I'm teaching the Friendship class this month to give Rev. Flower a break. I'm learning it is much more than a lesson. The group sings and prays together, keeping each others joys and needs in common. They also contribute to an offering for mission reaching out to yet more groups. It is the same in any group, The Luke 15 Men's Bible Study to Presbyterian women to youth group. Members do more together than solve the most pressing individual need. Jesus knew that for miracles beyond the immediate, folks have to be together.

I was at a Kiwanis district meeting Monday. The next head of Ohio Kiwanis asked the group, “How many of you can run your business at a deficit?” I was the only one to raise my hand. As a congregation we are more than making an efficient product at a fair price. We trade in community and not commerce. We don't give a list of restaurants to grieving families here for a funeral; the deacons and others bring food and prepare a meal for them. We provide for miracles in community not by commerce. If you want miracles, you cannot buy them at the market, you must find them in community with others.

From Competition to Connection
In Mark's account the disciples looked around and found five loaves and two fish, which they decided were nothing in the face of thousands of hungry people. Jesus didn't stop at looking around, he looked up and thanked God for what was given. For miracles to come, we have to turn from competition over scarcity to thankfulness for God's abundance grace. When we believe there isn't enough for everyone, we compete. When we decide our needs are met, or wants are fulfilled, we thank God. Jesus saw there was no need to compete for the small amount of food, for with a connection to God there was enough to give thanks.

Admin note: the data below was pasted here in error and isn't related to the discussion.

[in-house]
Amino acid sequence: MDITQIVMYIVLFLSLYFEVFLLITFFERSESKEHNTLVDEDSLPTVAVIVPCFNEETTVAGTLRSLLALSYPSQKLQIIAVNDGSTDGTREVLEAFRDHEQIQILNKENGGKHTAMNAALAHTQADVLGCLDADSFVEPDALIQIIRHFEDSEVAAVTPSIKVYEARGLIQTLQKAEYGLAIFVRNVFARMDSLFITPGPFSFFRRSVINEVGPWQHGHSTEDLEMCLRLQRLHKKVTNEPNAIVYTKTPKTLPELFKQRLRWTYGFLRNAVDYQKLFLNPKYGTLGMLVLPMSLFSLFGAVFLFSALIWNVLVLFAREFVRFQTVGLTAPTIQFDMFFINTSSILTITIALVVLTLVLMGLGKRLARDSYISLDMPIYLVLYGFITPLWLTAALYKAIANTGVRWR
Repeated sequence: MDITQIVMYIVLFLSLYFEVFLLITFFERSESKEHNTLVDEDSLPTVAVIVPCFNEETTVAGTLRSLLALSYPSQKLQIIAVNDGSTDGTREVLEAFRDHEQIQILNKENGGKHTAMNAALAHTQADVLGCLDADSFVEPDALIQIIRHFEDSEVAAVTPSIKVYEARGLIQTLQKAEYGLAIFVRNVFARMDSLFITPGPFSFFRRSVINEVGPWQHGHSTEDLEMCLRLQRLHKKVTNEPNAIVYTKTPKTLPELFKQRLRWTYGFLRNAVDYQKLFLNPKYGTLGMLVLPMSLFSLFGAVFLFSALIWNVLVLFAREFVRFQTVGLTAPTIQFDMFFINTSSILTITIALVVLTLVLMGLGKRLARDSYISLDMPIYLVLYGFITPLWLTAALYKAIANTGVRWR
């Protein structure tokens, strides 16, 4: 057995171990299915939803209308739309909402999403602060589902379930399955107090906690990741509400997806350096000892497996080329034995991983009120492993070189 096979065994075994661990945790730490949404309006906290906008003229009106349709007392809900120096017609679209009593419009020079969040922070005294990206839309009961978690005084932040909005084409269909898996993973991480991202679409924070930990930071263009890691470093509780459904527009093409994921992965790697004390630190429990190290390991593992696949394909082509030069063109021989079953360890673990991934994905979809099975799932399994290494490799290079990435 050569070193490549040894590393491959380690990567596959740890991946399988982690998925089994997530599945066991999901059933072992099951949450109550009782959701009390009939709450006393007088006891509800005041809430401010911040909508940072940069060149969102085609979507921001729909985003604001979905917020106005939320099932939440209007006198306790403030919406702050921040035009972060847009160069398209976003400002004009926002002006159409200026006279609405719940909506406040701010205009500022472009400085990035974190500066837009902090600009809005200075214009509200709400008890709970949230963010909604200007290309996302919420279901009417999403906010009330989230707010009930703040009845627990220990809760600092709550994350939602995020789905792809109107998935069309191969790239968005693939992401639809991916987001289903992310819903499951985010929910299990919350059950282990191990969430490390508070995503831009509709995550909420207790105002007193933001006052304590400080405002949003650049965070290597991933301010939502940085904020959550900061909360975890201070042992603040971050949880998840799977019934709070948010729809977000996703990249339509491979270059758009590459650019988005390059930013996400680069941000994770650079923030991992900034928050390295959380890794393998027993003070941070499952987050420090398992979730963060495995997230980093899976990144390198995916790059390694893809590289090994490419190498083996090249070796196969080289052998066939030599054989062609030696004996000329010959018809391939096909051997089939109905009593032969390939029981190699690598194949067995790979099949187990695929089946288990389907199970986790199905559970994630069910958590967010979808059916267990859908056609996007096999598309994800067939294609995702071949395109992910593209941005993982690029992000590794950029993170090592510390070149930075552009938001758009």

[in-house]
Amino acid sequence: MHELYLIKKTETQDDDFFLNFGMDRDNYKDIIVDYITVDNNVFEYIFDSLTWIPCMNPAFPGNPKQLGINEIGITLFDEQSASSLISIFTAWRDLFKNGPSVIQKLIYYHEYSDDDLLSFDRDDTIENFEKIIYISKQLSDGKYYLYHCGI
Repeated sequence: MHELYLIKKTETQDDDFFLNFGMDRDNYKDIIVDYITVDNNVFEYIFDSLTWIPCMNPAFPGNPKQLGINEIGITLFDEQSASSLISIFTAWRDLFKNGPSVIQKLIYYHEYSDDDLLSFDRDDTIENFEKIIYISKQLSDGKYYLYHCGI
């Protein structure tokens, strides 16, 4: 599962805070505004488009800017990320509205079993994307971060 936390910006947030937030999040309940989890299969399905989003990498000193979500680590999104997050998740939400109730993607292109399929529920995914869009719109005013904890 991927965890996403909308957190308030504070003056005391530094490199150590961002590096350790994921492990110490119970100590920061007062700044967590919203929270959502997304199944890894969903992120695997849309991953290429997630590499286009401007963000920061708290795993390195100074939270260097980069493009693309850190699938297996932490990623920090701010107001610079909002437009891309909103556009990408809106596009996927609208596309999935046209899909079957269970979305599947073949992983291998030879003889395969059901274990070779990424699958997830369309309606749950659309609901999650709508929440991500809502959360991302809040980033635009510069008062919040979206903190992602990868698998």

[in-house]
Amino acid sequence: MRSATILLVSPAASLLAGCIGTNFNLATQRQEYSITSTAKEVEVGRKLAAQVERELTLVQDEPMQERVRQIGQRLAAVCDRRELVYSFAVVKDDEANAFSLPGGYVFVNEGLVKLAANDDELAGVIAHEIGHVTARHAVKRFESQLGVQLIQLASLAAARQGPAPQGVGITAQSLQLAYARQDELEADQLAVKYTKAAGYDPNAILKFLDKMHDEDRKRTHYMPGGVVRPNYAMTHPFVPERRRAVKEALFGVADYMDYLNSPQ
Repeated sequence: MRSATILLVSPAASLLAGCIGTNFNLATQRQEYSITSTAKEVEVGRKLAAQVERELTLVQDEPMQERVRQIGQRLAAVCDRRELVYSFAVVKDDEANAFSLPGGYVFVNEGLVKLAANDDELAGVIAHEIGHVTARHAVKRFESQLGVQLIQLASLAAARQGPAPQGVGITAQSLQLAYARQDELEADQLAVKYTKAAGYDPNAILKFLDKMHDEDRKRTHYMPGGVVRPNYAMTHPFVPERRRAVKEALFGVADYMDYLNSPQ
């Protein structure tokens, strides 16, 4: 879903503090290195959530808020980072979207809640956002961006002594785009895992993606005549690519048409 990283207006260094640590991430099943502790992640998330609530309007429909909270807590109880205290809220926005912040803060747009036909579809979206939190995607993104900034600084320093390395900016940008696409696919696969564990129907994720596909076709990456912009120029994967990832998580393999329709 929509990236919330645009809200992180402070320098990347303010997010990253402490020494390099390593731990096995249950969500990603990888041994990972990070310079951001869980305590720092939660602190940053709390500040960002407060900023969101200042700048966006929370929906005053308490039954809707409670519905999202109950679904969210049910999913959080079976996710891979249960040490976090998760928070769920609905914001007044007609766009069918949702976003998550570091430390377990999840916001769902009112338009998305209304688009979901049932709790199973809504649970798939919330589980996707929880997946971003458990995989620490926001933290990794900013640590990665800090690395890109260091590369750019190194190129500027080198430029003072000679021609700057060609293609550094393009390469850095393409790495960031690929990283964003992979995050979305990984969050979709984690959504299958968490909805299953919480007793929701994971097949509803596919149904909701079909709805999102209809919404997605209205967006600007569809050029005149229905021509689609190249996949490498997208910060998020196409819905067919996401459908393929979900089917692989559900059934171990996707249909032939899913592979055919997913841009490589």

On her last game as a senior at Western Oregon in the a championship game Sara Tucholsky hit her first ever home run, but running past first base, she tore her ACL and had to crawl back to first base. None of her teammates could help her and the umpire said putting someone in would count the home run as a single. So Mallory Holtman and Liz Wallace of Central Washington, the opposing team, carried Sara around the bases so she could have her home run count. Where homeruns are usually greeted with cheers and screams, the crowd was moved to tears at youth who went from competition to connection. (there is video on YouTube)

For miracles to happen, we have to look beyond competing with each other to get our fair share to thankfulness for our connections with God and each other.

From Calculation to Congruence